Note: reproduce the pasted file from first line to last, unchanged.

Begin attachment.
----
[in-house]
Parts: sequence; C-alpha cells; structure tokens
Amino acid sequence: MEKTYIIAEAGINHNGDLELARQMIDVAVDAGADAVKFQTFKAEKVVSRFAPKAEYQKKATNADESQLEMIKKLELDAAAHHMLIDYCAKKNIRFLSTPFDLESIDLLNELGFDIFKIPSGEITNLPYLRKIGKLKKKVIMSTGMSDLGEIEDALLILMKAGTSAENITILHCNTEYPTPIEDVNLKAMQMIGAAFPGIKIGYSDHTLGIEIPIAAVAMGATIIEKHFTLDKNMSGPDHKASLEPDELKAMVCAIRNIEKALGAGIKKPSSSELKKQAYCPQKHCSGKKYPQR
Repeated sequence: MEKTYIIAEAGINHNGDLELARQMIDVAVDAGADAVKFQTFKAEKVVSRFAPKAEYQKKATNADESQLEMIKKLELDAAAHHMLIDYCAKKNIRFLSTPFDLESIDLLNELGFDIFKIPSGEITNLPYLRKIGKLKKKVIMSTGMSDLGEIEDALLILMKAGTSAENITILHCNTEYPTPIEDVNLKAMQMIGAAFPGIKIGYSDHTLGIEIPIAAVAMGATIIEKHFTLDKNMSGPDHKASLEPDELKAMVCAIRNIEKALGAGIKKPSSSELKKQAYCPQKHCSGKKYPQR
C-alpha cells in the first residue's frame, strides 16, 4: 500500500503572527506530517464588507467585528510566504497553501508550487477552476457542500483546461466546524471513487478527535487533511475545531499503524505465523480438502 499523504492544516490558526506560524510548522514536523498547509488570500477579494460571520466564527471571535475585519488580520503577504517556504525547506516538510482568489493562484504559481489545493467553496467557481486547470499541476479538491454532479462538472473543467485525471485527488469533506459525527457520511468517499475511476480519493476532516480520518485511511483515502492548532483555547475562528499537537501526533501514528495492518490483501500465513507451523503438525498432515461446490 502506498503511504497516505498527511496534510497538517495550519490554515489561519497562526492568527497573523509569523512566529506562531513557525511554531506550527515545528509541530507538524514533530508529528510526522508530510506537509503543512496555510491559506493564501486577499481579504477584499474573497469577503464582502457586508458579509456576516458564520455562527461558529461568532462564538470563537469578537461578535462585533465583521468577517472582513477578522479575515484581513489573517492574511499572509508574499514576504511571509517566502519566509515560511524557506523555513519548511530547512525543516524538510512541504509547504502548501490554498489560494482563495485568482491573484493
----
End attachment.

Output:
[in-house]
Parts: sequence; C-alpha cells; structure tokens
Amino acid sequence: MEKTYIIAEAGINHNGDLELARQMIDVAVDAGADAVKFQTFKAEKVVSRFAPKAEYQKKATNADESQLEMIKKLELDAAAHHMLIDYCAKKNIRFLSTPFDLESIDLLNELGFDIFKIPSGEITNLPYLRKIGKLKKKVIMSTGMSDLGEIEDALLILMKAGTSAENITILHCNTEYPTPIEDVNLKAMQMIGAAFPGIKIGYSDHTLGIEIPIAAVAMGATIIEKHFTLDKNMSGPDHKASLEPDELKAMVCAIRNIEKALGAGIKKPSSSELKKQAYCPQKHCSGKKYPQR
Repeated sequence: MEKTYIIAEAGINHNGDLELARQMIDVAVDAGADAVKFQTFKAEKVVSRFAPKAEYQKKATNADESQLEMIKKLELDAAAHHMLIDYCAKKNIRFLSTPFDLESIDLLNELGFDIFKIPSGEITNLPYLRKIGKLKKKVIMSTGMSDLGEIEDALLILMKAGTSAENITILHCNTEYPTPIEDVNLKAMQMIGAAFPGIKIGYSDHTLGIEIPIAAVAMGATIIEKHFTLDKNMSGPDHKASLEPDELKAMVCAIRNIEKALGAGIKKPSSSELKKQAYCPQKHCSGKKYPQR
C-alpha cells in the first residue's frame, strides 16, 4: 500500500503572527506530517464588507467585528510566504497553501508550487477552476457542500483546461466546524471513487478527535487533511475545531499503524505465523480438502 499523504492544516490558526506560524510548522514536523498547509488570500477579494460571520466564527471571535475585519488580520503577504517556504525547506516538510482568489493562484504559481489545493467553496467557481486547470499541476479538491454532479462538472473543467485525471485527488469533506459525527457520511468517499475511476480519493476532516480520518485511511483515502492548532483555547475562528499537537501526533501514528495492518490483501500465513507451523503438525498432515461446490 502506498503511504497516505498527511496534510497538517495550519490554515489561519497562526492568527497573523509569523512566529506562531513557525511554531506550527515545528509541530507538524514533530508529528510526522508530510506537509503543512496555510491559506493564501486577499481579504477584499474573497469577503464582502457586508458579509456576516458564520455562527461558529461568532462564538470563537469578537461578535462585533465583521468577517472582513477578522479575515484581513489573517492574511499572509508574499514576504511571509517566502519566509515560511524557506523555513519548511530547512525543516524538510512541504509547504502548501490554498489560494482563495485568482491573484493